Several years ago–long before this blog was born–I stumbled upon a series of books that i absolutely love and that I dip into every once in a while, although I know them basically by heart.
These books were published in the early 2000s by Collector’s Press (which I can’t seem to find today, so perhaps they no longer exist): Fantasy of the Twentieth Century and Science Fiction of the Twentieth Century. The fantasy volume in particular is spectacularly well-thought out, but both are good.
But I needed to complete the genre set.
Horror of the Twentieth Century, written by Robert Weinberg, didn’t let me down. Although it wasn’t quite up to the Fantasy volume (I am in awe of that one, it’s a wonderful history), it does an excellent job of tracking the literary and cinematic fortunes of the horror genre through the 1900s (and with a bit of history to set the stage).
Of the three genres, Horror is probably the one that, particularly in the first half of the 20th century survived because of the movies, and that is reflected particularly well in this book. Also, the horror boom and crash are looked at long and hard, which is key to understanding the genre today.
Since I’m not a collector, the text is as important as the images here, but as a writer, it’s always fun to fantasize about what would have happened if I’d been active in any of the eras described within. Would this or that Weird Tales cover have had my name on it, or, better still would I have rated a Hannes Bok cover painting? Reading these books creates a tangible feeling of connection with the men and women writing in bygone eras, sometimes even more than reading the stories did.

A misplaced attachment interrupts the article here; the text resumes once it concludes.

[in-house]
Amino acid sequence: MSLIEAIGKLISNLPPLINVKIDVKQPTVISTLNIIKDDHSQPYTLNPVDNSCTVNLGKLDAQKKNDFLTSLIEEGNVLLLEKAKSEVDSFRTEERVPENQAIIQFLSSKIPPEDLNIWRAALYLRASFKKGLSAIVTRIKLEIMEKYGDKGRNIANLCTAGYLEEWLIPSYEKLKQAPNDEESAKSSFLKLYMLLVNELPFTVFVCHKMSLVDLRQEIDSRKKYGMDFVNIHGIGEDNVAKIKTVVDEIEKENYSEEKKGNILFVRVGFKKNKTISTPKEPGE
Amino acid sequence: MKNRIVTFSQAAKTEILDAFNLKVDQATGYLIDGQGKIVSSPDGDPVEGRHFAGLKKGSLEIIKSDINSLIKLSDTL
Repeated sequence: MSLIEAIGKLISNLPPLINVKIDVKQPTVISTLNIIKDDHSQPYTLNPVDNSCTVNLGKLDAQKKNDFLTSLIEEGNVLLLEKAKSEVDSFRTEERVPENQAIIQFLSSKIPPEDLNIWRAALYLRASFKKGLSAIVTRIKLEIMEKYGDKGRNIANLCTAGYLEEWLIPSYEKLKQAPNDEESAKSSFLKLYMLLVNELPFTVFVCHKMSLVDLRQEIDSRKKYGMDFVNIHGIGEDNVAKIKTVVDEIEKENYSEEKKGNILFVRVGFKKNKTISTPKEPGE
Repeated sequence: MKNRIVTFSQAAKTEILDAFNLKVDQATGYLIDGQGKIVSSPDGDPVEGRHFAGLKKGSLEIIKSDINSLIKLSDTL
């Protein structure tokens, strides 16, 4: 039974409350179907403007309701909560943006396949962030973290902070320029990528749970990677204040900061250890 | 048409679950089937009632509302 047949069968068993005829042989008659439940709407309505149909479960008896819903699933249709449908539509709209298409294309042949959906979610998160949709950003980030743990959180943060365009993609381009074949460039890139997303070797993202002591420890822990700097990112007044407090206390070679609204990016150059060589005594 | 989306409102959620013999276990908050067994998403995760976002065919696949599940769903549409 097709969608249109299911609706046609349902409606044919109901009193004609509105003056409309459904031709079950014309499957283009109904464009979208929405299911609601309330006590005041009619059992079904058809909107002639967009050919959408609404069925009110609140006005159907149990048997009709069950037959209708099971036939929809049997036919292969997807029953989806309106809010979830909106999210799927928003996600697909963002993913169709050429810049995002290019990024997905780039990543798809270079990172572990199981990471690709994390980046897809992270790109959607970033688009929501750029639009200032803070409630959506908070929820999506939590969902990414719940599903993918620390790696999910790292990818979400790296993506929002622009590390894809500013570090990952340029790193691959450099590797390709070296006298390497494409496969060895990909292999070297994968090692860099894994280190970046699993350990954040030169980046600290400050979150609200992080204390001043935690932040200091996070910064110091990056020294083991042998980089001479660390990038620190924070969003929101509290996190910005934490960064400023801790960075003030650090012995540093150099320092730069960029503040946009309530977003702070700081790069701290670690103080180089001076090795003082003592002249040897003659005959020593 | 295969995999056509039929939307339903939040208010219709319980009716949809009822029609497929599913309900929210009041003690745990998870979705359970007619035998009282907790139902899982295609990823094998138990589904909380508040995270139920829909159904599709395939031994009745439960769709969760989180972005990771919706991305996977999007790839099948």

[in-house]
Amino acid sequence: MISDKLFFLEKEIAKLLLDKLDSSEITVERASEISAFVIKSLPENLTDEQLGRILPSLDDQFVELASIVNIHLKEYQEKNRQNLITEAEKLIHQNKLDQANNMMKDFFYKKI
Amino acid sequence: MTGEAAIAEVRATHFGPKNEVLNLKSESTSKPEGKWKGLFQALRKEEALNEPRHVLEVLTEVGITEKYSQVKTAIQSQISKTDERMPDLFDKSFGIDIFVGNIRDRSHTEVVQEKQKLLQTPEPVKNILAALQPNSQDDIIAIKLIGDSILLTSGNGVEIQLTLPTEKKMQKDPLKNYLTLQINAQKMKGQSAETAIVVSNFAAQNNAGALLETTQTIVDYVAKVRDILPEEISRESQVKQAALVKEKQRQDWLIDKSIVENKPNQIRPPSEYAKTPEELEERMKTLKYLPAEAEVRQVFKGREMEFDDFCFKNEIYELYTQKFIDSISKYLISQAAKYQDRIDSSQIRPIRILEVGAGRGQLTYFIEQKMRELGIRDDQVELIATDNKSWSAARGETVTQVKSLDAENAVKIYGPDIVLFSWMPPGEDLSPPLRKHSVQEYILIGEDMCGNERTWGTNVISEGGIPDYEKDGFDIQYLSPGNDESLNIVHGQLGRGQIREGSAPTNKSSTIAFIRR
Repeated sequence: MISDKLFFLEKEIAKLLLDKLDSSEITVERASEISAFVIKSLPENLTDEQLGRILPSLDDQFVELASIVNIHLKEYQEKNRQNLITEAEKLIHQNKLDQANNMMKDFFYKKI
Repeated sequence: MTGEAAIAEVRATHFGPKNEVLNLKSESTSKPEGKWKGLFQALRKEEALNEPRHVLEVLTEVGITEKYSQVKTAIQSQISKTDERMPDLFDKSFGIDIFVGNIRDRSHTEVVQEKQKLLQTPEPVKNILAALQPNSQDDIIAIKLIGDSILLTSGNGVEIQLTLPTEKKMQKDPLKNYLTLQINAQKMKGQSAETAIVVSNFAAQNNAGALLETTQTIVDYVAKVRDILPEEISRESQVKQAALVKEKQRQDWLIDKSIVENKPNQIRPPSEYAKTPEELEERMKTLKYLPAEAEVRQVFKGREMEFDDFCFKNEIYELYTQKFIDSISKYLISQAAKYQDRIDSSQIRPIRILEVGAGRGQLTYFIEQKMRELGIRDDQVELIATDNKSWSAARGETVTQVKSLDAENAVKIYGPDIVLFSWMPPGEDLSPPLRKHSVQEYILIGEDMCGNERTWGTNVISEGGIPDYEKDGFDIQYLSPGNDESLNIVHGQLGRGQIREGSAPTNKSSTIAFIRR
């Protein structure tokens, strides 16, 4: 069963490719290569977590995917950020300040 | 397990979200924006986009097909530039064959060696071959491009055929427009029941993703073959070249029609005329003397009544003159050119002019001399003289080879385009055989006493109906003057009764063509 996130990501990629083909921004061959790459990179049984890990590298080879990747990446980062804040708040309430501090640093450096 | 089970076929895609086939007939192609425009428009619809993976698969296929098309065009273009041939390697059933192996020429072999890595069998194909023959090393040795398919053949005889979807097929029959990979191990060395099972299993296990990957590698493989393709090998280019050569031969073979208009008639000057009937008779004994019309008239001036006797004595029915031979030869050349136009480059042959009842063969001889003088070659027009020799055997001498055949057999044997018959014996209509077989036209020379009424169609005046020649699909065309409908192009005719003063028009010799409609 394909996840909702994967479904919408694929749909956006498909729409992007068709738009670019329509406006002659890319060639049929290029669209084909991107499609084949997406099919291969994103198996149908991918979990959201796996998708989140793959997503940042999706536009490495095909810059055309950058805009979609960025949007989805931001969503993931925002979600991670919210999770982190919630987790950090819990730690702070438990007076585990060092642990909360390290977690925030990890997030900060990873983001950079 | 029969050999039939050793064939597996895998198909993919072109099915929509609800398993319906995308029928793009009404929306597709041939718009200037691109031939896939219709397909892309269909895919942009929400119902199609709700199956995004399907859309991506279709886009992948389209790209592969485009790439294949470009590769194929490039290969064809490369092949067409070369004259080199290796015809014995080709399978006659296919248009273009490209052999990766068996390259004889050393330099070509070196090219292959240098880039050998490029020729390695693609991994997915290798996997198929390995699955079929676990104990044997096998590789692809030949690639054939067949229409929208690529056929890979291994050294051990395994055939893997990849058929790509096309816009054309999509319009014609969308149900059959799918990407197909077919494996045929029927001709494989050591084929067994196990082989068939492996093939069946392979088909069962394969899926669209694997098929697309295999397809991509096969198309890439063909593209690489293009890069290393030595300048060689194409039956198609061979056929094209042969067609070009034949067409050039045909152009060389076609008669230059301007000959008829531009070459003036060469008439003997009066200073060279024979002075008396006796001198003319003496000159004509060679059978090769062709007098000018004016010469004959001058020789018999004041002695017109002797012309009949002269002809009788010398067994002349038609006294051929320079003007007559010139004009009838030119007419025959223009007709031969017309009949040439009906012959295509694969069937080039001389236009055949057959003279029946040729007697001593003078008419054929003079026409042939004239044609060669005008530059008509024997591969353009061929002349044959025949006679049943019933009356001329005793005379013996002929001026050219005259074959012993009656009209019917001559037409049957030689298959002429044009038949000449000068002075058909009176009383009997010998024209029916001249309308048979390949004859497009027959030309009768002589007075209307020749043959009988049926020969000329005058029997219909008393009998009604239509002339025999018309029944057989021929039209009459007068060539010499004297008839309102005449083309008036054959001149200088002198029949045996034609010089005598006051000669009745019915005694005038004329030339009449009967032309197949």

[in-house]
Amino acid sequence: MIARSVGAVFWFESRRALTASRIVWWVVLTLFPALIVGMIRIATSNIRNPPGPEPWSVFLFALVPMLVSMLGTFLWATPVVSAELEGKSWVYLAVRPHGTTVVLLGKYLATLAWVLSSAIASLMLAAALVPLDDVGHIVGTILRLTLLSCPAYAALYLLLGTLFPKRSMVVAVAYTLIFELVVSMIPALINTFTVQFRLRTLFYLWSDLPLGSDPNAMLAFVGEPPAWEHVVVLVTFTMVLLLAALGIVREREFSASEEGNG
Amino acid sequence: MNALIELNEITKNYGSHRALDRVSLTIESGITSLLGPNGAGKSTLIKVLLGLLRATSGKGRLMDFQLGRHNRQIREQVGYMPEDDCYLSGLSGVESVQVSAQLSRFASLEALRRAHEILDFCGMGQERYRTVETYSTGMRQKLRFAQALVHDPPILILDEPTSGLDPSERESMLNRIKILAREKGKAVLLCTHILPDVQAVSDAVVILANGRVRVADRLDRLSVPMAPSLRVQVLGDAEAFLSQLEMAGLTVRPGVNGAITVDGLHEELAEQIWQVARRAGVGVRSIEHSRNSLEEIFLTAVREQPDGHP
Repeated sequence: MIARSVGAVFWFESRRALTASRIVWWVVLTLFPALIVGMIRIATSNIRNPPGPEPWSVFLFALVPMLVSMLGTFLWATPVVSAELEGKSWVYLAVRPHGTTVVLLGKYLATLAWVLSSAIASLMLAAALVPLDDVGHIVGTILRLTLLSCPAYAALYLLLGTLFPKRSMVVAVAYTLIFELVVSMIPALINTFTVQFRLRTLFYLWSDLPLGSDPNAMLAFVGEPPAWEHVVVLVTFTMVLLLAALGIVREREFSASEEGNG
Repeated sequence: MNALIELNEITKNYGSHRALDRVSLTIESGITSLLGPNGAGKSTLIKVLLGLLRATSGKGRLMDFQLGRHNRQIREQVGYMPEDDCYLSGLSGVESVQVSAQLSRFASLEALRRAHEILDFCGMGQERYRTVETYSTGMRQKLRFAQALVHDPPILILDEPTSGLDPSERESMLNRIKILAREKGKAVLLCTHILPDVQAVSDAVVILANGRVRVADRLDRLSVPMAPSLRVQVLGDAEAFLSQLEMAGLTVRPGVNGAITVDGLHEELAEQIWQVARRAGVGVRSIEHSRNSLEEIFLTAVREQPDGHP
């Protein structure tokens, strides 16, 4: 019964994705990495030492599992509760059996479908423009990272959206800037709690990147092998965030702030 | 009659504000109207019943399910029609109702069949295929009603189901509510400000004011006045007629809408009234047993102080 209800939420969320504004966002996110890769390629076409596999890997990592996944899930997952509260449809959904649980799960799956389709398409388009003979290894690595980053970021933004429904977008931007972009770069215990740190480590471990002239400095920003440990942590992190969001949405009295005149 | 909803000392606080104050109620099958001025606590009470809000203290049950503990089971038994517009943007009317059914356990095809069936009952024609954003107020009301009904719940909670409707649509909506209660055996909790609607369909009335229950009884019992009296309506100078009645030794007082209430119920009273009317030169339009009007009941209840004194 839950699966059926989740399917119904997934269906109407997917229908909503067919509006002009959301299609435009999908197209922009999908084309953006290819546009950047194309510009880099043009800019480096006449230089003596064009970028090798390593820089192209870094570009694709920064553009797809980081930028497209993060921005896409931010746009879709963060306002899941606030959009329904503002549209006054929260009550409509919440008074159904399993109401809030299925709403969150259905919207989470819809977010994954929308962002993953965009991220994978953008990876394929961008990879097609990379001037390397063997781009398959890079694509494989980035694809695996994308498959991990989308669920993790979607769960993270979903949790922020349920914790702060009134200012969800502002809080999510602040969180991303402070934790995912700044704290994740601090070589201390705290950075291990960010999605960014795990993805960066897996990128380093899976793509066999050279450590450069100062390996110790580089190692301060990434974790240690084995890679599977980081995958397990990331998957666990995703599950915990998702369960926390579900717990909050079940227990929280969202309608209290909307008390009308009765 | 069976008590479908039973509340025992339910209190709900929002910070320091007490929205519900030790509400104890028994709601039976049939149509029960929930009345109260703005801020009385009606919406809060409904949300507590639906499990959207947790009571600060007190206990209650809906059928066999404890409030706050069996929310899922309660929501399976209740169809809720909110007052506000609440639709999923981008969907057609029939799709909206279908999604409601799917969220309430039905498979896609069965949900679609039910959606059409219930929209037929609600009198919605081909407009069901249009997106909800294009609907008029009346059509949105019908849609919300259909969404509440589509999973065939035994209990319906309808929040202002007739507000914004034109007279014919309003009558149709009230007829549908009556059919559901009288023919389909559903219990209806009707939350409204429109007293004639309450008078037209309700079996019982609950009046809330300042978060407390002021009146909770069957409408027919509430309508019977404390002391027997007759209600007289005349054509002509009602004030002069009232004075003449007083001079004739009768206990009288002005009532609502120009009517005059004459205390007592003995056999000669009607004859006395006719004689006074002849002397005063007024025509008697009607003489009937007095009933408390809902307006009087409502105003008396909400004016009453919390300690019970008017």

For readers who aren’t writers, these books are just as good (probably even better, as there’s no pressure to compare yourself to the heroes of the past…) and it’s the kind of book you’ll find yourself pulling off the shelves whenever you have a few minutes of free time and the novel you’re reading just isn’t as engrossing as you wanted.
In short, this is a great primer for those just getting in to any of these genres, but it’s also the stuff experts’ dreams are made of.
Gustavo Bondoni’s latest book is a collection of dark fiction which would fit beautifully within the volume we’re discussing. It’s called Pale Reflection and you can buy it here.